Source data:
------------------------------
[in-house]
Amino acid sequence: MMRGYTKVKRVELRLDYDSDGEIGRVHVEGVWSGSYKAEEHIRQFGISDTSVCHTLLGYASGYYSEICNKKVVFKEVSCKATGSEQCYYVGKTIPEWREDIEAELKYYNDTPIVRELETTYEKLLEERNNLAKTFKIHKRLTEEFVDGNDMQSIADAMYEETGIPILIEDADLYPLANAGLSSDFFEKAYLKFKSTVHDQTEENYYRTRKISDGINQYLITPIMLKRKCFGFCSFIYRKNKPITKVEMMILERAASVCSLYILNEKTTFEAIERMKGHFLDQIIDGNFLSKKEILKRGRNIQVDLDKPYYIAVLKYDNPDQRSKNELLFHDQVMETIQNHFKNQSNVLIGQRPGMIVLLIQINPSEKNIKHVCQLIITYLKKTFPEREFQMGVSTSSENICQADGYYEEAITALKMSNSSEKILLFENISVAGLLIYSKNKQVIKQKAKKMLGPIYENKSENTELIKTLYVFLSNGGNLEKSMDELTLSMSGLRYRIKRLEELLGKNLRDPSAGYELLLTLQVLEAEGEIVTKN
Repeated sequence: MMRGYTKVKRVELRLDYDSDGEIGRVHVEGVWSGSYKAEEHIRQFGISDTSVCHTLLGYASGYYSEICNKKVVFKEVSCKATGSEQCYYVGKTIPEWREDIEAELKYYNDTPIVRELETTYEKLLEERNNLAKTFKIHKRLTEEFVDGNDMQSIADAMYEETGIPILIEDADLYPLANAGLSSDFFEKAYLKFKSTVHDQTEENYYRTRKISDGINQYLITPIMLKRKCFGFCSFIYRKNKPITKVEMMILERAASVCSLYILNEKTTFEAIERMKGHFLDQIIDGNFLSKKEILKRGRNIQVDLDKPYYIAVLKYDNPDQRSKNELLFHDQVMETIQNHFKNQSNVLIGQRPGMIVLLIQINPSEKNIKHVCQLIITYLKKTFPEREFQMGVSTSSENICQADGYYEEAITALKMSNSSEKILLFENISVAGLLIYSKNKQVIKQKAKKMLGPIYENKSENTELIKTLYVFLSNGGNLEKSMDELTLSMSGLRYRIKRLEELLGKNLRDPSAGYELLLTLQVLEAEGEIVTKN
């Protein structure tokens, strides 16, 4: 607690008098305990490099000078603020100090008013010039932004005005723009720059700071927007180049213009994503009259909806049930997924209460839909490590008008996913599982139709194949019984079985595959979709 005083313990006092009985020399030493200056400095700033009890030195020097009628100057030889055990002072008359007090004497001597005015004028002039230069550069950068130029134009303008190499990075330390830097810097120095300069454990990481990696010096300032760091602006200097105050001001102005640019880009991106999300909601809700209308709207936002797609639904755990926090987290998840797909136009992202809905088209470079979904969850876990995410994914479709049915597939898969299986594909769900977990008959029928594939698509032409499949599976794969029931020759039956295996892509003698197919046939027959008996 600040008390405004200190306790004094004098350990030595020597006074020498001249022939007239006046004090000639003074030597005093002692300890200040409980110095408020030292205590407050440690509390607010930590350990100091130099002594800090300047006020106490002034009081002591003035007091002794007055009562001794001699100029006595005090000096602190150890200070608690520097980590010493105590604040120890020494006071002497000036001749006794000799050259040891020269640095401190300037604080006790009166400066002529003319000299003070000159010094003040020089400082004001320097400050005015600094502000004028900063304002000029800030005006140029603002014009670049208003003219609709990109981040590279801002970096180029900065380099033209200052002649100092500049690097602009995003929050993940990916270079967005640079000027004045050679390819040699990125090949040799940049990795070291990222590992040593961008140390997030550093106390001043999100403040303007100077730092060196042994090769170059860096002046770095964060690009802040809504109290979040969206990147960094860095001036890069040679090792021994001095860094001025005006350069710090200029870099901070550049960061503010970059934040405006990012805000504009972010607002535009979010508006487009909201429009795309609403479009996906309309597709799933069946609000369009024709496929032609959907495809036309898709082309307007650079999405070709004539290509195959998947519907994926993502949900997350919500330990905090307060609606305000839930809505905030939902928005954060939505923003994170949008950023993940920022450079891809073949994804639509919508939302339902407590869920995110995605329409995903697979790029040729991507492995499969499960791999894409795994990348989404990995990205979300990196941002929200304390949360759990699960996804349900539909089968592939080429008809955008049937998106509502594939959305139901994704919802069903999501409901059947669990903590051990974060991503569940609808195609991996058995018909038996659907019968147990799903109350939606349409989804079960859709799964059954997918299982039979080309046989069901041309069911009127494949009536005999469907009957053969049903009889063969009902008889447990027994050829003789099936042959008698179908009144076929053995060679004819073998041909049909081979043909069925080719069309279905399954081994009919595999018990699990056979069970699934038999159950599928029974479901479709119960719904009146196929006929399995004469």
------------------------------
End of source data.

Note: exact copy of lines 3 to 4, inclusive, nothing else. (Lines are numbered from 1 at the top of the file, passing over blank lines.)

Repeated sequence: MMRGYTKVKRVELRLDYDSDGEIGRVHVEGVWSGSYKAEEHIRQFGISDTSVCHTLLGYASGYYSEICNKKVVFKEVSCKATGSEQCYYVGKTIPEWREDIEAELKYYNDTPIVRELETTYEKLLEERNNLAKTFKIHKRLTEEFVDGNDMQSIADAMYEETGIPILIEDADLYPLANAGLSSDFFEKAYLKFKSTVHDQTEENYYRTRKISDGINQYLITPIMLKRKCFGFCSFIYRKNKPITKVEMMILERAASVCSLYILNEKTTFEAIERMKGHFLDQIIDGNFLSKKEILKRGRNIQVDLDKPYYIAVLKYDNPDQRSKNELLFHDQVMETIQNHFKNQSNVLIGQRPGMIVLLIQINPSEKNIKHVCQLIITYLKKTFPEREFQMGVSTSSENICQADGYYEEAITALKMSNSSEKILLFENISVAGLLIYSKNKQVIKQKAKKMLGPIYENKSENTELIKTLYVFLSNGGNLEKSMDELTLSMSGLRYRIKRLEELLGKNLRDPSAGYELLLTLQVLEAEGEIVTKN
């Protein structure tokens, strides 16, 4: 607690008098305990490099000078603020100090008013010039932004005005723009720059700071927007180049213009994503009259909806049930997924209460839909490590008008996913599982139709194949019984079985595959979709 005083313990006092009985020399030493200056400095700033009890030195020097009628100057030889055990002072008359007090004497001597005015004028002039230069550069950068130029134009303008190499990075330390830097810097120095300069454990990481990696010096300032760091602006200097105050001001102005640019880009991106999300909601809700209308709207936002797609639904755990926090987290998840797909136009992202809905088209470079979904969850876990995410994914479709049915597939898969299986594909769900977990008959029928594939698509032409499949599976794969029931020759039956295996892509003698197919046939027959008996 600040008390405004200190306790004094004098350990030595020597006074020498001249022939007239006046004090000639003074030597005093002692300890200040409980110095408020030292205590407050440690509390607010930590350990100091130099002594800090300047006020106490002034009081002591003035007091002794007055009562001794001699100029006595005090000096602190150890200070608690520097980590010493105590604040120890020494006071002497000036001749006794000799050259040891020269640095401190300037604080006790009166400066002529003319000299003070000159010094003040020089400082004001320097400050005015600094502000004028900063304002000029800030005006140029603002014009670049208003003219609709990109981040590279801002970096180029900065380099033209200052002649100092500049690097602009995003929050993940990916270079967005640079000027004045050679390819040699990125090949040799940049990795070291990222590992040593961008140390997030550093106390001043999100403040303007100077730092060196042994090769170059860096002046770095964060690009802040809504109290979040969206990147960094860095001036890069040679090792021994001095860094001025005006350069710090200029870099901070550049960061503010970059934040405006990012805000504009972010607002535009979010508006487009909201429009795309609403479009996906309309597709799933069946609000369009024709496929032609959907495809036309898709082309307007650079999405070709004539290509195959998947519907994926993502949900997350919500330990905090307060609606305000839930809505905030939902928005954060939505923003994170949008950023993940920022450079891809073949994804639509919508939302339902407590869920995110995605329409995903697979790029040729991507492995499969499960791999894409795994990348989404990995990205979300990196941002929200304390949360759990699960996804349900539909089968592939080429008809955008049937998106509502594939959305139901994704919802069903999501409901059947669990903590051990974060991503569940609808195609991996058995018909038996659907019968147990799903109350939606349409989804079960859709799964059954997918299982039979080309046989069901041309069911009127494949009536005999469907009957053969049903009889063969009902008889447990027994050829003789099936042959008698179908009144076929053995060679004819073998041909049909081979043909069925080719069309279905399954081994009919595999018990699990056979069970699934038999159950599928029974479901479709119960719904009146196929006929399995004469």